The party had a programme of supporting culture, but in reality very little was realised. New cafés and restaurants were opening up all the time, but no one wanted to invest in culture. I wanted to change this.
Before I became the head of the concert hall, it would give about 60 concerts per year. Towards the late 90s, when the government introduced two labour-free days, the number went up to 510! We played concerts in the afternoons as well as in the evenings, we organised days with classical music, and the tickets sold very well, even those for standing places! And it was then that a new team emerged, and with it – new problems and new ideas for managing the concert hall. It was a time of difficult talks, and the situation got worse every day. In the meantime, I became the director of the Forbidden City Concert Hall in Beijing, as well as the Grand Theatre of Nanjing Culture and Art Center. I also became the vice-president of the Chinese National Symphony Orchestra. Unfortunately, my managing skills were apparently insufficient, and after one and a half years of directing the orchestra, I was arrested and sent to jail for 5 years. I was a very loudly commented on affair in the cultural world.
When I was freed in 2006, there was no place for me in Beijing anymore. So, I came back to Tianjin and there I began anew, organising cultural events in the theatre, opera, and music. China began to change, and each city had its own cultural ambitions, each city wanted its own stages and a theatre, but there were not enough professionals who could programme the repertoires. Theatres soon became a burden, seats were empty. A huge stage was built in Tianjin, too, and this became a great opportunity for me. I did not want to go commercial, I bet on the ambitious kind of art.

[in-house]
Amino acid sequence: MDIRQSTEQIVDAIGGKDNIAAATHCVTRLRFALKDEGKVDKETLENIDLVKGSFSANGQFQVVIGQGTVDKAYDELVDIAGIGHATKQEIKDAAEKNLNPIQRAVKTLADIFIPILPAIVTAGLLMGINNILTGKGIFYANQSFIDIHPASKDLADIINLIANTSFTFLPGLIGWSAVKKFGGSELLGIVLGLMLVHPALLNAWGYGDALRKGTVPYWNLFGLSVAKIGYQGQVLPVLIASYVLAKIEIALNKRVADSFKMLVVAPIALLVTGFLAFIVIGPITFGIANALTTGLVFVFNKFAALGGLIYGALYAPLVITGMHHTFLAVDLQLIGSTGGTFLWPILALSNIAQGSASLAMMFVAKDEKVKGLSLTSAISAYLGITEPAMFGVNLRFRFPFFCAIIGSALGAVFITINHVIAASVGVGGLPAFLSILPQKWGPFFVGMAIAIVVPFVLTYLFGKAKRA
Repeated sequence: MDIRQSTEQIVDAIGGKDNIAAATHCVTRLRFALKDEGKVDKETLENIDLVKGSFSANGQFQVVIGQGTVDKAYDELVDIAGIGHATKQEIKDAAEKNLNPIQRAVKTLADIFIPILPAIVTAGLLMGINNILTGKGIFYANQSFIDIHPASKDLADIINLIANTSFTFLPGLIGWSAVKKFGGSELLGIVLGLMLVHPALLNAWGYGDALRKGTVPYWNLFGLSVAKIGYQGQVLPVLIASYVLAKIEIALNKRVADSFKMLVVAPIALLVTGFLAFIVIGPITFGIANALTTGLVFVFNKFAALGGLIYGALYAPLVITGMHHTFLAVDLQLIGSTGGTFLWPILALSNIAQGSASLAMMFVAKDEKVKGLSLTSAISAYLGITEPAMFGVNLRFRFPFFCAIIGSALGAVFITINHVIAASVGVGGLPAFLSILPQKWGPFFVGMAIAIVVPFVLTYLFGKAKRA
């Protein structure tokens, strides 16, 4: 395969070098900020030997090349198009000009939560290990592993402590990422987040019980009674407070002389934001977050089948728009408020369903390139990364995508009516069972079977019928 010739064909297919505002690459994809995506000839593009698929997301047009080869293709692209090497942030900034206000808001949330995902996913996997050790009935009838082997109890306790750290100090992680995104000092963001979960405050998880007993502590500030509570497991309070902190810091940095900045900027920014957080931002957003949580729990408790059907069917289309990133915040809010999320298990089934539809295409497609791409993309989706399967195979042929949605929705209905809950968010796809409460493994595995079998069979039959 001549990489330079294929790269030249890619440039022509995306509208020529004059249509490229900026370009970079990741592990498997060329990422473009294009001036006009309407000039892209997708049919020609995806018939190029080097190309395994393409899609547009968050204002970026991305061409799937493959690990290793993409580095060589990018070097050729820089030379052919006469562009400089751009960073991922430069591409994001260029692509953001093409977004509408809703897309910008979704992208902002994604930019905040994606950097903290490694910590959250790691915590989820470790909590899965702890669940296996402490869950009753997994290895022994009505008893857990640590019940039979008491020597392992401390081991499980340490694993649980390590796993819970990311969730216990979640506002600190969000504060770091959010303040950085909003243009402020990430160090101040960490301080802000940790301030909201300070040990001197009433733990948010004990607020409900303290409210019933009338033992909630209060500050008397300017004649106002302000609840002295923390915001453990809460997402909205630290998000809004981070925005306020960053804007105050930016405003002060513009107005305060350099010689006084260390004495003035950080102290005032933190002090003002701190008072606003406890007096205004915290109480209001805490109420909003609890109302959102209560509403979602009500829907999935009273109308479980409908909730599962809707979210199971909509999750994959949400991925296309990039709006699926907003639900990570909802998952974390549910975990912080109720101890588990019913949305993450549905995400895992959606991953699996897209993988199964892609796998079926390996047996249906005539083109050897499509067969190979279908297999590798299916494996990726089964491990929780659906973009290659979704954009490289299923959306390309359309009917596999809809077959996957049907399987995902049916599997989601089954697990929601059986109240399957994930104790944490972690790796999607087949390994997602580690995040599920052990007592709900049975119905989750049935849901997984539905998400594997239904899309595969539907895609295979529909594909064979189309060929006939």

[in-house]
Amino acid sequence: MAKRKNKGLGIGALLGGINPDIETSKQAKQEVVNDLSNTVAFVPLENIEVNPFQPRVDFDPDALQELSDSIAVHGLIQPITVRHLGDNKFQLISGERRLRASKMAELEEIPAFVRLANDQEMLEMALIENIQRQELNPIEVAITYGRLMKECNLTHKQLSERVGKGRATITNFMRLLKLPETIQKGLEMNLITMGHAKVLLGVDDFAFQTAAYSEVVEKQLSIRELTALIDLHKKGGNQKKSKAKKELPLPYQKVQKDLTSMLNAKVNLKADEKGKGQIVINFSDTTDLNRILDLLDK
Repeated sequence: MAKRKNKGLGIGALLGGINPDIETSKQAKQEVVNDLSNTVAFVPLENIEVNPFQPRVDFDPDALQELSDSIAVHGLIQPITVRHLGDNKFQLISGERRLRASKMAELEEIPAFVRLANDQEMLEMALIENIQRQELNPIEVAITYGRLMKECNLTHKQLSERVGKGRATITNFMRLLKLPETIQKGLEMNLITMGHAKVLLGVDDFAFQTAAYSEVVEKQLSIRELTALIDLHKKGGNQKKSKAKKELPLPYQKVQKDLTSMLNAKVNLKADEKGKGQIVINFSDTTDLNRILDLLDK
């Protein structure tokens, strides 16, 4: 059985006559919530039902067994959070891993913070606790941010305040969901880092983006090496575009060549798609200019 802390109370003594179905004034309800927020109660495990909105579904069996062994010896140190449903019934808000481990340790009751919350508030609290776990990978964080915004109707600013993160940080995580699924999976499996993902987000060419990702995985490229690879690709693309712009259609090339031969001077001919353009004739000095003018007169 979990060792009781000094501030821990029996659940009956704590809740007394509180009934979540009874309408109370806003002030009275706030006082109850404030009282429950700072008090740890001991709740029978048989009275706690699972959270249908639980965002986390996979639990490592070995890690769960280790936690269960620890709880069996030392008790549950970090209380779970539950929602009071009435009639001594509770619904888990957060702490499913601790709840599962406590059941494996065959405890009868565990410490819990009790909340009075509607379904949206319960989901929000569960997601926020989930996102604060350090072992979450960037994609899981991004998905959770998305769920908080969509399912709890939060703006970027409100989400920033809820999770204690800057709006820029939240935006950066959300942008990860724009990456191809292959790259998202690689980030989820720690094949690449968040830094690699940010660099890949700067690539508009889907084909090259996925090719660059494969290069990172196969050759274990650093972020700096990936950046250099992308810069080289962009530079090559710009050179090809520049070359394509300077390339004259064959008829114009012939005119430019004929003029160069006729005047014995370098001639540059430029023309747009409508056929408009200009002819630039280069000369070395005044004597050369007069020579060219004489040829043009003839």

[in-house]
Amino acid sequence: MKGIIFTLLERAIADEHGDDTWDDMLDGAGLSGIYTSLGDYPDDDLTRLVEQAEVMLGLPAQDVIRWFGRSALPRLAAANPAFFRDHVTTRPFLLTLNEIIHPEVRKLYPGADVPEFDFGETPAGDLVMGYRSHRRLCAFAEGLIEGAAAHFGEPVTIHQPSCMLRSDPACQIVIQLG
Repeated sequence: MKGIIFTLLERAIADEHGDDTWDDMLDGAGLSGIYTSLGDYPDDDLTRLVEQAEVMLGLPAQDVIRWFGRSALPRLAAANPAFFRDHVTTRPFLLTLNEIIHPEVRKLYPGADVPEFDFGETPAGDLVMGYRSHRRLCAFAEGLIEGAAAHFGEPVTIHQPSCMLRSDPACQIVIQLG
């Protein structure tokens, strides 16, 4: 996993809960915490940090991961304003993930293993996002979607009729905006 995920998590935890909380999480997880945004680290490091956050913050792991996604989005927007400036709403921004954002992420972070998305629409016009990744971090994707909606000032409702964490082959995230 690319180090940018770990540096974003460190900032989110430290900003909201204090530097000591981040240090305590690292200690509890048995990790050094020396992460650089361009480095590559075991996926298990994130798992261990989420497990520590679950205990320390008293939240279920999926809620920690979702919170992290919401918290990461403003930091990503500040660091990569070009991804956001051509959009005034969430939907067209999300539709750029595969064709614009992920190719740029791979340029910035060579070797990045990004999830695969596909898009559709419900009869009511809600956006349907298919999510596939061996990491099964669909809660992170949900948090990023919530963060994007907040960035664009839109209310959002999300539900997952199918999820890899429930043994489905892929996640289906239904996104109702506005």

And was that a good strategy? Does culture play along with the Chinese system of business and politics?
When it comes to politics, every system has a place for showing significant works. Even that which was impossible to show some 20 or 30 years ago, such as art connected to sexuality, has now become standard. In classical music, theatre and in dance there is nothing to be censored, the government is open even towards problematic issues concerning religion.
And the economy? The problem lies here. The Chinese government devotes significant amounts to culture, but this money is not always invested in the most effective way. For the three years during which I managed the stage, I spent more than I was earning because quality is something that costs. We invited orchestras from Philadelphia, Chicago, Dresden, and we try to capture the newest trends and the latest phenomena in global culture. We do a lot with a small team, luckily our efforts are being noticed. We are judged very well. Audiences come to our theatre from across all of China.
The talk was conducted by Marcin Jacoby, December, 2015.
Written with the collaboration of Anna Legierska
Translated by Paulina Schlosser